Geoffrey SANSOM, as Administrator of the Estate of Roland B. Holt, Deceased, Plaintiff - Appellant v. Evvajean Malter MINTZ; David J. Feldman; Reena I. Thadhani, as personal representatives for the Estate of Richard G. Mintz; Mintz, Levin, Cohn, Ferris, Glovsky ; Popeo, P.C., Defendants - Appellees
Geoffrey Sansom, an estate administrator, appeals a district court order dismissing his state law claims as time-barred. We affirm.
On March 18, 2018, Sansom sued the law firm Mintz, Levin, Cohn, Ferris, Glovsky & Popeo, P.C. (“Mintz Levin”) and the estate of its now-deceased partner, Richard Mintz (“Mintz”). Sansom alleged breach of fiduciary duty, legal malpractice, fraud, failure to account, and tortious interference of administration in connection with the firm's administration of the estate of Roland Holt (“Holt”), who died seventeen years earlier. Defendants moved to dismiss Sansom's claims as barred under the relevant statutes of limitations, and the district court granted that motion.
Holt passed away on May 11, 2001, having named Mintz the alternate executor of his estate. Mintz and his law firm, Mintz Levin, subsequently began probating Holt's estate. They provided billing estimates and tax documents to Holt's heirs along the way. Although Mintz originally suggested that the estate could be wrapped up as early as 2004, things progressed slowly and billing estimates increased. Despite the heirs’ concerns and repeated requests for information, they received little communication about the estate until 2008, when Mintz assured the heirs that the estate would likely close the following year. That next year, however, Mintz and the Holt heirs clashed over the disposal of the last remaining piece of estate property: an industrial building in New Hampshire. Mintz and the law firm proceeded with the sale on their own terms, and declared the estate closed at the end of the year in 2010.
According to the complaint, the Holt heirs received unsupported and erroneous final billing statements from Mintz Levin that substantially exceeded prior assurances, all but exhausting the estate's assets. Meanwhile, Mintz himself passed away in April 2012, prompting the Holt heirs to appoint Sansom, another attorney, as successor independent administrator the following month. Sometime in January 2014, Sansom learned about the excessive and unauthorizing billing from one of the Holt heirs. In order to investigate these concerns, Holt sent a letter to Mintz Levin on January 30, 2014 requesting all materials pertaining to the Holt estate. When Mintz Levin failed to deliver the file, Sansom retained third party counsel who dispatched a follow up demand to Mintz Levin in October 2014, noting that Sansom had received pressure from the heirs regarding the overbilling and the accounting discrepancies. Sansom eventually received the entire file in November 2015.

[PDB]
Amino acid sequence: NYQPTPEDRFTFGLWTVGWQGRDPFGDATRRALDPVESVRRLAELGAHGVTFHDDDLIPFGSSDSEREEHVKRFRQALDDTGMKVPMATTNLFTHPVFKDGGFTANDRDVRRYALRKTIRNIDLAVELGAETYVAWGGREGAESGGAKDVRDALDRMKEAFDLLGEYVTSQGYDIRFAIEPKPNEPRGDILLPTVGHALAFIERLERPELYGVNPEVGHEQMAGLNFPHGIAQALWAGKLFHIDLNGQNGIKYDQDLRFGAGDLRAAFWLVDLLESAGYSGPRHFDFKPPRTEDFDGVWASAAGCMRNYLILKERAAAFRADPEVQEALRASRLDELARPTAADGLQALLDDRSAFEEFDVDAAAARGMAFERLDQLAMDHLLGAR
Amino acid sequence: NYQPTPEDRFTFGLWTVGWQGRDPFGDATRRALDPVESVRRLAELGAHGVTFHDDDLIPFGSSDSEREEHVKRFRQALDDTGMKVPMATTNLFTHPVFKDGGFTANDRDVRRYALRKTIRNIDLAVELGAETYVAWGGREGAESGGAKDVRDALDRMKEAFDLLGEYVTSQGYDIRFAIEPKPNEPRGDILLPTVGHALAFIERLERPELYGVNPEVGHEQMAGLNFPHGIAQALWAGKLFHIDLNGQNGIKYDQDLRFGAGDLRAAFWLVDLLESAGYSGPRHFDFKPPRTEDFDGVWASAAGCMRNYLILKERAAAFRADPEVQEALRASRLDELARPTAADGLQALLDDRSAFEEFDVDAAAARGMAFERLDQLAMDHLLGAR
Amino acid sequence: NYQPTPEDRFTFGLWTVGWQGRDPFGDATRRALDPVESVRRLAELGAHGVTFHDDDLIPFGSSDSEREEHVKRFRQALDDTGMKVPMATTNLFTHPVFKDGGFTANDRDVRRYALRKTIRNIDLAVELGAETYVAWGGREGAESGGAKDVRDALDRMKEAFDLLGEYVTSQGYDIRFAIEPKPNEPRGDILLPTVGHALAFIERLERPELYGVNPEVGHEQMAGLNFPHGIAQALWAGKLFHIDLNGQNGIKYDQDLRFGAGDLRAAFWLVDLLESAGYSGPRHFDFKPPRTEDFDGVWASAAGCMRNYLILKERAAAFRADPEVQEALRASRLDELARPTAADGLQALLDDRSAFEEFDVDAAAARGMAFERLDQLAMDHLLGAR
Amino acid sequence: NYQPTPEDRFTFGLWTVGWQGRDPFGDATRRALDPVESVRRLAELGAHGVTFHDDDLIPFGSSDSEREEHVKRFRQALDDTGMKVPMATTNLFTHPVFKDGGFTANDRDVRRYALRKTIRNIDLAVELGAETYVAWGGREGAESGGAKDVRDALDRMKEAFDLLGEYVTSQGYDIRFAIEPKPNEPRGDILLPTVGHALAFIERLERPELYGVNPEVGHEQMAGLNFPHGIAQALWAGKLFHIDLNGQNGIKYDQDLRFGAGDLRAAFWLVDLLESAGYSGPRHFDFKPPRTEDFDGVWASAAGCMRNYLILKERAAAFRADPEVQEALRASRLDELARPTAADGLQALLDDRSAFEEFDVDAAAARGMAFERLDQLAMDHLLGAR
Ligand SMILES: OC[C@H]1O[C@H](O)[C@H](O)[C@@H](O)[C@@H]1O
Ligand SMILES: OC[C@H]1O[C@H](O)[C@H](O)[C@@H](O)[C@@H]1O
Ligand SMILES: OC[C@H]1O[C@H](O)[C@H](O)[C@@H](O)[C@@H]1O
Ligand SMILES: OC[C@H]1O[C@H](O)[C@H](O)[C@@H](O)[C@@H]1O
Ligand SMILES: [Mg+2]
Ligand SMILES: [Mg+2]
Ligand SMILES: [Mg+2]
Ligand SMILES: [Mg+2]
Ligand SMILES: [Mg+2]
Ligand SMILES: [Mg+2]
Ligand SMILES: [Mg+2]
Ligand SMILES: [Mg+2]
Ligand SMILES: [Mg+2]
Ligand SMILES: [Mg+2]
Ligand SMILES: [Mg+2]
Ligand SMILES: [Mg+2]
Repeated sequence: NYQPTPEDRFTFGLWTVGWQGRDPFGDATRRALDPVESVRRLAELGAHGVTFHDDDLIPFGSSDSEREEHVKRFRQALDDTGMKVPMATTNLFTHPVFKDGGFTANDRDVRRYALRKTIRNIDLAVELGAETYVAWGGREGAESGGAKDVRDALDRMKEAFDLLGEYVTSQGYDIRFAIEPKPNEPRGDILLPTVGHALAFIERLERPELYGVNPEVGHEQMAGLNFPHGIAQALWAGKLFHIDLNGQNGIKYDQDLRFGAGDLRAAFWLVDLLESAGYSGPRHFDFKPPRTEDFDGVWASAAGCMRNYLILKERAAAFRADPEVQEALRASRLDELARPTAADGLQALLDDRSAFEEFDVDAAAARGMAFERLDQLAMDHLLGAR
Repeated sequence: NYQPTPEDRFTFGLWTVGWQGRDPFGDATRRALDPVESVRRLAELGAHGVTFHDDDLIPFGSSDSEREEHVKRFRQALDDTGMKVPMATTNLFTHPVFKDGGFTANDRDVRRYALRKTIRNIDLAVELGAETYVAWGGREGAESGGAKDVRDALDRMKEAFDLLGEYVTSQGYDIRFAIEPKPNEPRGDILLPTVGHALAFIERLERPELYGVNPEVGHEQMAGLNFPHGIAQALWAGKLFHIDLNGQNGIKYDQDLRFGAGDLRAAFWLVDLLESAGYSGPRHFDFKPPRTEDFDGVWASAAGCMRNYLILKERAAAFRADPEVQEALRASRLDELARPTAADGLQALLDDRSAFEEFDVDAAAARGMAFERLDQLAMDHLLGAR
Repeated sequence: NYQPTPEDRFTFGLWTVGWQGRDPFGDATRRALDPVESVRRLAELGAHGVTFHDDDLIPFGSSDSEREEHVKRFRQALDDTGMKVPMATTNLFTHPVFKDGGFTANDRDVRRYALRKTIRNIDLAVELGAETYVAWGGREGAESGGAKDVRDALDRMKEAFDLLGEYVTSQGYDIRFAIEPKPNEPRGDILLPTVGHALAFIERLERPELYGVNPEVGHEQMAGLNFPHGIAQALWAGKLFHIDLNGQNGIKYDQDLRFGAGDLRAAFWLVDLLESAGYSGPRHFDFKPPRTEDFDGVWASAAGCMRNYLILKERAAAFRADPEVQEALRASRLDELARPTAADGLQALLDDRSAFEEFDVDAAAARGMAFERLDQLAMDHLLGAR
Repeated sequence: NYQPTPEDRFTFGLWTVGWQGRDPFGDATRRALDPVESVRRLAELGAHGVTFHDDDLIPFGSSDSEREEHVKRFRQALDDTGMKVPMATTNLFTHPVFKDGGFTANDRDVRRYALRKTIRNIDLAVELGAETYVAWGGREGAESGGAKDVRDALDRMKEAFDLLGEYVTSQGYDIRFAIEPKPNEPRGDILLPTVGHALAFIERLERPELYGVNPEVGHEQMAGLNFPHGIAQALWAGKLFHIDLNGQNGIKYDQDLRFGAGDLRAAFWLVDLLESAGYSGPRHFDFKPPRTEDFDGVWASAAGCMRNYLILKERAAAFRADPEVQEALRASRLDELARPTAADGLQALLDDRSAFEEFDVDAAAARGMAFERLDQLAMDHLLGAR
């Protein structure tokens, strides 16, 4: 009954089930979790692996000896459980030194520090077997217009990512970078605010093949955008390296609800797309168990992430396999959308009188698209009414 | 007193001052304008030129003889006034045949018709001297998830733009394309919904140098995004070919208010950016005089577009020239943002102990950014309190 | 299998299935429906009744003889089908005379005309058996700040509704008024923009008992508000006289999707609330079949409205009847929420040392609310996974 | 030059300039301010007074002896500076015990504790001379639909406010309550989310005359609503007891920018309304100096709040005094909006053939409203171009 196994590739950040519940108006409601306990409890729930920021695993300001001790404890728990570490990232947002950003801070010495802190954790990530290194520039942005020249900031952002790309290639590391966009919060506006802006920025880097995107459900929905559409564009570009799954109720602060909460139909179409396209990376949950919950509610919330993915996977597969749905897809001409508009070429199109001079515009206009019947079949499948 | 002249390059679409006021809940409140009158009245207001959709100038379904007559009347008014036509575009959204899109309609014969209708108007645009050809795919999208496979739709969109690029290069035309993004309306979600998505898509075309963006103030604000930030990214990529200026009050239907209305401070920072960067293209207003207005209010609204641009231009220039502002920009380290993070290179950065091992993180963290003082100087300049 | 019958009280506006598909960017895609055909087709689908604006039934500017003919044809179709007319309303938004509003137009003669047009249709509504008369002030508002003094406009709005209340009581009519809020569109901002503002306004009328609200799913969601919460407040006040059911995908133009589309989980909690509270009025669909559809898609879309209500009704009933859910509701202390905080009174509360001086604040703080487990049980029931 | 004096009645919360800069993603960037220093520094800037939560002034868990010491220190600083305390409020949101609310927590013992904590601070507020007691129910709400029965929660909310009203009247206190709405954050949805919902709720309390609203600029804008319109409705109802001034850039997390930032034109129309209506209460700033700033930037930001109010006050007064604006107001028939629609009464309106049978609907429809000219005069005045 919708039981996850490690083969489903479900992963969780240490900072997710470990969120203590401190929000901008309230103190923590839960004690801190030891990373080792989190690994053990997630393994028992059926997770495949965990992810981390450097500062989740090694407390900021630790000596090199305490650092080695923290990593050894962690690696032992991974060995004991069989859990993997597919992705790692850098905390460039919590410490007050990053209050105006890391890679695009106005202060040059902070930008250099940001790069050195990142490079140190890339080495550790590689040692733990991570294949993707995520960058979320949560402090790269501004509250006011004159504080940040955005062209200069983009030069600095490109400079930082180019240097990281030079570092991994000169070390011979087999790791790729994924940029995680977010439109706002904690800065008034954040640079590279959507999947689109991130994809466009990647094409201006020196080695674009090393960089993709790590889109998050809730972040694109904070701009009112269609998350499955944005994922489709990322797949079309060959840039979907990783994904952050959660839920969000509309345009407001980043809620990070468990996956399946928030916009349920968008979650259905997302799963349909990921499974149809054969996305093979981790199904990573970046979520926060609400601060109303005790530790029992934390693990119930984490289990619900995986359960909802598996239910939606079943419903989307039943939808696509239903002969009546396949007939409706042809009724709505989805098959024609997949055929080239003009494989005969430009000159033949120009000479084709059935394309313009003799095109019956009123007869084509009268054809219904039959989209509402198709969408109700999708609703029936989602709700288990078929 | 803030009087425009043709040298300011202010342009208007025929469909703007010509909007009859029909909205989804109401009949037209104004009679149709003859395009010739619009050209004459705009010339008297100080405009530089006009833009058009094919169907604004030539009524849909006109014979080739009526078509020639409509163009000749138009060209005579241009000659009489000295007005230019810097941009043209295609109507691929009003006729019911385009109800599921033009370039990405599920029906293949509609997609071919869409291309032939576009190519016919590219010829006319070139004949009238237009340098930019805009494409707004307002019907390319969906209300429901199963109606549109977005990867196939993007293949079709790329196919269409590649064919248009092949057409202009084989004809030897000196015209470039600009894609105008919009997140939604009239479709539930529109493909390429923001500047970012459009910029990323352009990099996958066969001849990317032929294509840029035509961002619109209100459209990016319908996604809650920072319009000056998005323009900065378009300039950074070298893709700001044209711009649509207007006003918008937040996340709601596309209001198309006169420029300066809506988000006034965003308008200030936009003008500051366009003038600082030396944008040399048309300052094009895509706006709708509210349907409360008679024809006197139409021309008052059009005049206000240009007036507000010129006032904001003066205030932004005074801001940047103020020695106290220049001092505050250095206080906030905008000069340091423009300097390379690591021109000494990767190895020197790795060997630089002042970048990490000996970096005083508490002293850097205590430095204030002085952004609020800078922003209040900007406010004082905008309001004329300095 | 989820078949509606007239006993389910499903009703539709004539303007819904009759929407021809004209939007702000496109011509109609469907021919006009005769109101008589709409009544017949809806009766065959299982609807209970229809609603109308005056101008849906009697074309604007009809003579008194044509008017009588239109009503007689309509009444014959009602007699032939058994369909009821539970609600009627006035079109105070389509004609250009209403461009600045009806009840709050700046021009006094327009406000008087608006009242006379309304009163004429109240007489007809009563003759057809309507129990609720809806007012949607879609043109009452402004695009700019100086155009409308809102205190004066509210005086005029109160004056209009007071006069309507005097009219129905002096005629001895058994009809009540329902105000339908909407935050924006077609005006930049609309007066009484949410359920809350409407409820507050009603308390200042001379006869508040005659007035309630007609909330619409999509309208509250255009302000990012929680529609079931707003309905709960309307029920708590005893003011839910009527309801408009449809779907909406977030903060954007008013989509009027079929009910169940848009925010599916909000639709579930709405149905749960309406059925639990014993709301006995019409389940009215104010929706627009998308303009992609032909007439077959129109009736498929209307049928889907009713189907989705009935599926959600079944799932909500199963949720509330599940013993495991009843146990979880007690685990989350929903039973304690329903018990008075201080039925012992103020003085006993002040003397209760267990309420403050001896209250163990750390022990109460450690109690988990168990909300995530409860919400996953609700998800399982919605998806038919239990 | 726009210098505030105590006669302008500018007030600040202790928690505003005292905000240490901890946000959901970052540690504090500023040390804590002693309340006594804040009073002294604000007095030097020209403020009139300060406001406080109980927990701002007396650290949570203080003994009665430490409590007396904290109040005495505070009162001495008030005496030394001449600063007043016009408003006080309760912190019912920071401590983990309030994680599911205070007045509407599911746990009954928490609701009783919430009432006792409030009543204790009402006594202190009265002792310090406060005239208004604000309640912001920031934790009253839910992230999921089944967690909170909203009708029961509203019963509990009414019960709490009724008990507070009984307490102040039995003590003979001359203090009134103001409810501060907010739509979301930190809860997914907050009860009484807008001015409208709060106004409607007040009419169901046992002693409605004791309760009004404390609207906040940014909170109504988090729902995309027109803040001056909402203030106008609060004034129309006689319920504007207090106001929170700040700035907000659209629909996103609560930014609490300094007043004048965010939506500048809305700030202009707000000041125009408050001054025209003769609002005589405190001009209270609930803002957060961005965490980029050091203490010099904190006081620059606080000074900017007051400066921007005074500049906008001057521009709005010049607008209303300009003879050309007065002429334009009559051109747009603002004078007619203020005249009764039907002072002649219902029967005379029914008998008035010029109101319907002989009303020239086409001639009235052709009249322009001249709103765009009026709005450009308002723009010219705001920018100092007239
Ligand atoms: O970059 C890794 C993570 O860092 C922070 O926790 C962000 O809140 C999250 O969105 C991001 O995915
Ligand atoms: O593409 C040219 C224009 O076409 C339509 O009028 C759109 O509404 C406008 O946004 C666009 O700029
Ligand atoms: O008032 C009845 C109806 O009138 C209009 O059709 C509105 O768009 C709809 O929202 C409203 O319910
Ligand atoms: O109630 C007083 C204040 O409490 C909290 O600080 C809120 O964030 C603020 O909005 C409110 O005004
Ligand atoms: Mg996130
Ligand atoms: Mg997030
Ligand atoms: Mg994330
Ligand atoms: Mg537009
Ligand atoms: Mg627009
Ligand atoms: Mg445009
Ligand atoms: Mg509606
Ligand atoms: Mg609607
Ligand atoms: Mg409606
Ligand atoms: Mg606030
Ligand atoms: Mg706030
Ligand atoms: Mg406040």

Upon concluding that Mintz and his firm overbilled the Holt heirs by $162,917.73, Sansom mailed a demand to Mintz Levin on March 9, 2016. He subsequently filed suit in state court on August 24, 2016 asserting claims against Mintz's estate and the Mintz Levin firm for conduct occurring between May 2001 and December 2010. After Defendants removed the case to federal court, the case was dismissed without prejudice on January 29, 2018 for Sansom's failure to prosecute. Sansom then filed the present suit—virtually identical to the first—in federal court on March 18, 2018. Finding that Sansom's claims were time-barred, the district court granted Defendants’ motion to dismiss for failure to state a claim on December 21, 2018. This appeal followed.
Sansom concedes that the limitations periods for all his claims are either two or four years. His only argument on appeal is that in granting Defendants’ motion to dismiss the district court failed to properly apply the discovery rule under Texas law.